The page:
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02-background-review

02-background-review - CS4102 Algorithms Spring 2010 First...

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CS4102, Algorithms, Spring 2010 Properties of algorithms Counting basic operations Time and space complexity Worst-case and average-case Lower Bounds and Optimality …and one slide of summations First Principles
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Analyzing Algorithms and Problems We analyze algorithms with the intention of improving them, if possible, and for choosing among several available for a problem. • Correctness • Simplicity Amount of work done, and space used • Optimality
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Correctness can be proved! An algorithm consists of sequences of steps (operations, instructions, statements) for transforming inputs (preconditions) to outputs (postconditions) • Proving if the preconditions are satisfied, then the postconditions will be true, when the algorithm terminates. Good news for you! This course does not emphasize proving correctness.
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Simplicity Simplicity in an algorithm is a virtue. Understandability matters Especially for long-lived software Easier to understand, more difficult to break it when making changes later
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We said: Analyzing Algorithms and Problems Some terms from page 51 in text about problems : Feasible, tractable problems Intractable problems The class of NP-complete problems Unsolvable problems The Halting Problem Is a problem solvable? If so, is it possible to find a reasonably efficient solution?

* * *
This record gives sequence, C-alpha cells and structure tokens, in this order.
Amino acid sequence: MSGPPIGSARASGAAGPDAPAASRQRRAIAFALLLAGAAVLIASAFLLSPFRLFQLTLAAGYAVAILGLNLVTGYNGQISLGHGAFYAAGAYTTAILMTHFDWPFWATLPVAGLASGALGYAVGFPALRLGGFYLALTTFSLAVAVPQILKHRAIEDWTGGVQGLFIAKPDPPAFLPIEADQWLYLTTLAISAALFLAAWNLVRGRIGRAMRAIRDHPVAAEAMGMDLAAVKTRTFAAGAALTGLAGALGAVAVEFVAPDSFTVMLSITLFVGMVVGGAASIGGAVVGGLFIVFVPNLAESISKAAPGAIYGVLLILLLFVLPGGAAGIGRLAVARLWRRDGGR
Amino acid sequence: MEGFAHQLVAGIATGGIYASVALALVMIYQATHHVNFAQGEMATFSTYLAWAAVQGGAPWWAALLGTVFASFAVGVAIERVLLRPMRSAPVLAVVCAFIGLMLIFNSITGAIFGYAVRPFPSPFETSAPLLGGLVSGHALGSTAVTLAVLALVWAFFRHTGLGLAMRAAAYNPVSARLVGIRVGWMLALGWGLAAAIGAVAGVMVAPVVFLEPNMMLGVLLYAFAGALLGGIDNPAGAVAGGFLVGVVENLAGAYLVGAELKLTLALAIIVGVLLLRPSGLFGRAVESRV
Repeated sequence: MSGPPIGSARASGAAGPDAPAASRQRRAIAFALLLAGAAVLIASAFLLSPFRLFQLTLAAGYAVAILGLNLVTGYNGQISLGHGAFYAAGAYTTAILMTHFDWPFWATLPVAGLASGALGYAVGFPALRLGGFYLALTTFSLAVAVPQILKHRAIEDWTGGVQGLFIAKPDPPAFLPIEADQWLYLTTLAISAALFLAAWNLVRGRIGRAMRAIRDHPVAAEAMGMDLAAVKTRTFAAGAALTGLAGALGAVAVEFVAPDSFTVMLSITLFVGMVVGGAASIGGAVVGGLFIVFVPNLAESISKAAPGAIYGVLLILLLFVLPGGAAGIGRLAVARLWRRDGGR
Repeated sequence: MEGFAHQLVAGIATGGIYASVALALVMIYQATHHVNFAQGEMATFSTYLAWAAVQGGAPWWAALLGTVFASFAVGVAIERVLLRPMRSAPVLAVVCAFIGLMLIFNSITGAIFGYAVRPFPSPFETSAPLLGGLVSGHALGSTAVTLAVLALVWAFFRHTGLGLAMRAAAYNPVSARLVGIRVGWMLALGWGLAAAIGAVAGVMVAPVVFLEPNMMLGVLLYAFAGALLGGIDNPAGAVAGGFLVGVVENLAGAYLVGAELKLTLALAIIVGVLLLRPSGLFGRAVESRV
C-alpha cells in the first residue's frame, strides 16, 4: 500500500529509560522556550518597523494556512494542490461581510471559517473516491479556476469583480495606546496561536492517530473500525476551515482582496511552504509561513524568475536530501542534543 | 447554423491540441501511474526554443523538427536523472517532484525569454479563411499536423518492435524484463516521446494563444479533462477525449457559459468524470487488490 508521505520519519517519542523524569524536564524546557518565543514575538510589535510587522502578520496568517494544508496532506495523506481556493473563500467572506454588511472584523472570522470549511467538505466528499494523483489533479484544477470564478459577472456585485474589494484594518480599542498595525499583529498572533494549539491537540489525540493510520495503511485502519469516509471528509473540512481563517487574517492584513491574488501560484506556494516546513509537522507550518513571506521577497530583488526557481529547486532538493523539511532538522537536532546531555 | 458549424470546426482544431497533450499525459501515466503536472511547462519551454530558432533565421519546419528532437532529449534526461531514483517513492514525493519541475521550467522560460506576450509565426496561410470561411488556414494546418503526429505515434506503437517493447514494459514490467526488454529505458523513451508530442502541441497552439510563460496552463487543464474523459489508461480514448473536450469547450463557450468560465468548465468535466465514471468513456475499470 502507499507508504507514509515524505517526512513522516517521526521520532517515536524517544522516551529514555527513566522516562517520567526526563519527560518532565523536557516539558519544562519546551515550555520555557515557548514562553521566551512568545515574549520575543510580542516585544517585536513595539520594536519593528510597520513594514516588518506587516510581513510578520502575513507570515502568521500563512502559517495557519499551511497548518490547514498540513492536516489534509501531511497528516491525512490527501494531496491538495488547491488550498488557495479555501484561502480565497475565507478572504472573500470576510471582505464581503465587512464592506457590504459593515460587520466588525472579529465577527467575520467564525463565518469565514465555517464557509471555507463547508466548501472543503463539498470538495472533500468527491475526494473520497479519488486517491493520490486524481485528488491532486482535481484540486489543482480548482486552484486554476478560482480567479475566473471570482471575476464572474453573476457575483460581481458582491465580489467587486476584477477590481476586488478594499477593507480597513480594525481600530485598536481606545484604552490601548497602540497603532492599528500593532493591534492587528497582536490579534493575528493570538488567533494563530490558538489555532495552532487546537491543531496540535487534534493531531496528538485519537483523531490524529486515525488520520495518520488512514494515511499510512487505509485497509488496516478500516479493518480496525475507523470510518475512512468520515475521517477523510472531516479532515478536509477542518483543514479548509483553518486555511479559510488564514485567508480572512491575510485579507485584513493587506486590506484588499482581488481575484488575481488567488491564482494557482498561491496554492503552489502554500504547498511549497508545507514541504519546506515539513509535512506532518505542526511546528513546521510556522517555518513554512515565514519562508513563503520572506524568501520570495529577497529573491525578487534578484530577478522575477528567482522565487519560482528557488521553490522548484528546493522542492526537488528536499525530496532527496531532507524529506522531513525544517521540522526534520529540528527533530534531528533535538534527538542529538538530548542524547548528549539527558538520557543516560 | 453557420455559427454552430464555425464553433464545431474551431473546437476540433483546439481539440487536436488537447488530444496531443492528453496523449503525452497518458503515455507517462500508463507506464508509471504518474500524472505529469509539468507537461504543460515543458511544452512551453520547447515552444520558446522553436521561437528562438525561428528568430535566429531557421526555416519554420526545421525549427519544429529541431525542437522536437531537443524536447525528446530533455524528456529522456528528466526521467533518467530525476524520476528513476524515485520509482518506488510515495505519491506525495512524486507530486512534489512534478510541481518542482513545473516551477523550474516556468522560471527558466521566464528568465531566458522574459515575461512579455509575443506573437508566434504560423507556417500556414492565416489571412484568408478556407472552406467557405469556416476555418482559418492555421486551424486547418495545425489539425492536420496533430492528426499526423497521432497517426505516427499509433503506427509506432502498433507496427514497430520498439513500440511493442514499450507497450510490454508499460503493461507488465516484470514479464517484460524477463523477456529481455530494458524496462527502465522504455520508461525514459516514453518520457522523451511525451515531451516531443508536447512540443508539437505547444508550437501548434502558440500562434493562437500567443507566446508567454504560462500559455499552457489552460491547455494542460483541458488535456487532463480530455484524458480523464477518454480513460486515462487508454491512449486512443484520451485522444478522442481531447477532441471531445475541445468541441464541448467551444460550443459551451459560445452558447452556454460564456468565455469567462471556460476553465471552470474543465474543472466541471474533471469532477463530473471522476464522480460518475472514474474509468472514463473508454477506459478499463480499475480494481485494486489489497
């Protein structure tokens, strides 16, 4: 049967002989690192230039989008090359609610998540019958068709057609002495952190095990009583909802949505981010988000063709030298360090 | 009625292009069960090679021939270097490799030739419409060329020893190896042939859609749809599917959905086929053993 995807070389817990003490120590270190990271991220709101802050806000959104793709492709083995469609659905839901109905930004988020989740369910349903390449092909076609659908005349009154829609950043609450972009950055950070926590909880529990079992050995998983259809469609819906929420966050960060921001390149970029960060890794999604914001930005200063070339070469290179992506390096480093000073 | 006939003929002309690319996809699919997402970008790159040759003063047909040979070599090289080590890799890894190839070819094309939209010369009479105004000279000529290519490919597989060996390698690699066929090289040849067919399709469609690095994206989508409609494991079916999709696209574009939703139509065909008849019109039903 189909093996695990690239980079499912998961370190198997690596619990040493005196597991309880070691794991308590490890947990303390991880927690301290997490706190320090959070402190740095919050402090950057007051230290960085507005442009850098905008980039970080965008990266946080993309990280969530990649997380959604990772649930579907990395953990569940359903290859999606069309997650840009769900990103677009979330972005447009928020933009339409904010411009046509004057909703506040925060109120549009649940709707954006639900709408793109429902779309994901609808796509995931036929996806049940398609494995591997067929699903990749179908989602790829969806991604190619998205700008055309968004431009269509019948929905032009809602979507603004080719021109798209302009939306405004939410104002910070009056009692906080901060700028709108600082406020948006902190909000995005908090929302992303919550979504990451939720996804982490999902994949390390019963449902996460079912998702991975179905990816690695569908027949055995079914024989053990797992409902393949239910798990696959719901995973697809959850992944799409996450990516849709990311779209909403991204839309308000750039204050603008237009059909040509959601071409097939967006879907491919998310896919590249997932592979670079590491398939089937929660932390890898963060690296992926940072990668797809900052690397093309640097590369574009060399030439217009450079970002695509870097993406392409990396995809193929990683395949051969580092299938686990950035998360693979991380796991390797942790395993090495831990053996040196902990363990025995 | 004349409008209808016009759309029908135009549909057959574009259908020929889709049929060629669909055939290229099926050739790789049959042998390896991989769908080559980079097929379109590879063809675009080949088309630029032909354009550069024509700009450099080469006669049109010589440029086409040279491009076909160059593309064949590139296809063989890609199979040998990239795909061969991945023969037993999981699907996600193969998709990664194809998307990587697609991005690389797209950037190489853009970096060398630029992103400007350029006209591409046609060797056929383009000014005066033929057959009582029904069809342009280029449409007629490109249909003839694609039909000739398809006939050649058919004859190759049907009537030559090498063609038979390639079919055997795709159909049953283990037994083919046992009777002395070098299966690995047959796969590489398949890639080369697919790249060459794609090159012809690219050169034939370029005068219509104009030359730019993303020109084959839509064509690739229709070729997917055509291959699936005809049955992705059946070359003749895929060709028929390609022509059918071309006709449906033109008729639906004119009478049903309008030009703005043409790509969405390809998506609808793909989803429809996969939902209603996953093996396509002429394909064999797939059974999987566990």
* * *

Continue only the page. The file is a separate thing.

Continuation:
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Levels for Talking about Problem Solving Defining the problem Describing an overall strategy Describing an algorithm : Inputs and outputs Describing the processing steps to transform input to output Analysis Correctness; Time & Space Is it an optimal algorithm? Implementation issues Verification : Is it guaranteed correct?
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Example: Search in an unordered array • Problem: • Let list be an array containing n entries, list[0], …, list[n-1], in no particular order. Find an index of a specified key target , if it’s in the array; return –1 as the answer if target is not in the array.
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